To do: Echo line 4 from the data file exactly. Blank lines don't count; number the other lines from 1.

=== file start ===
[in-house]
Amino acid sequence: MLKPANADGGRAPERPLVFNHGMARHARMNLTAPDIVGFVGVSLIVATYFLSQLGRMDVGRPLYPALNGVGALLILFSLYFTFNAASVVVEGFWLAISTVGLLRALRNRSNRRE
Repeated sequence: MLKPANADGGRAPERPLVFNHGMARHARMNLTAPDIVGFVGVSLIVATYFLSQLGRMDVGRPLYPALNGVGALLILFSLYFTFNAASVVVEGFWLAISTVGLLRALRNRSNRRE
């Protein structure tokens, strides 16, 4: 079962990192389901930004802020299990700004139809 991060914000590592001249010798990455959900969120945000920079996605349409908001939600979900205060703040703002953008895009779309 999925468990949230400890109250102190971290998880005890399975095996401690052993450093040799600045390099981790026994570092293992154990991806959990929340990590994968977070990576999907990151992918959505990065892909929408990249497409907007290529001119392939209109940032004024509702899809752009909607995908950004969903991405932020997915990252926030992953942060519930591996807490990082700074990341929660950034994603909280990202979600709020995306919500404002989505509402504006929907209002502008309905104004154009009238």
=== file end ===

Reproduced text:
């Protein structure tokens, strides 16, 4: 079962990192389901930004802020299990700004139809 991060914000590592001249010798990455959900969120945000920079996605349409908001939600979900205060703040703002953008895009779309 999925468990949230400890109250102190971290998880005890399975095996401690052993450093040799600045390099981790026994570092293992154990991806959990929340990590994968977070990576999907990151992918959505990065892909929408990249497409907007290529001119392939209109940032004024509702899809752009909607995908950004969903991405932020997915990252926030992953942060519930591996807490990082700074990341929660950034994603909280990202979600709020995306919500404002989505509402504006929907209002502008309905104004154009009238």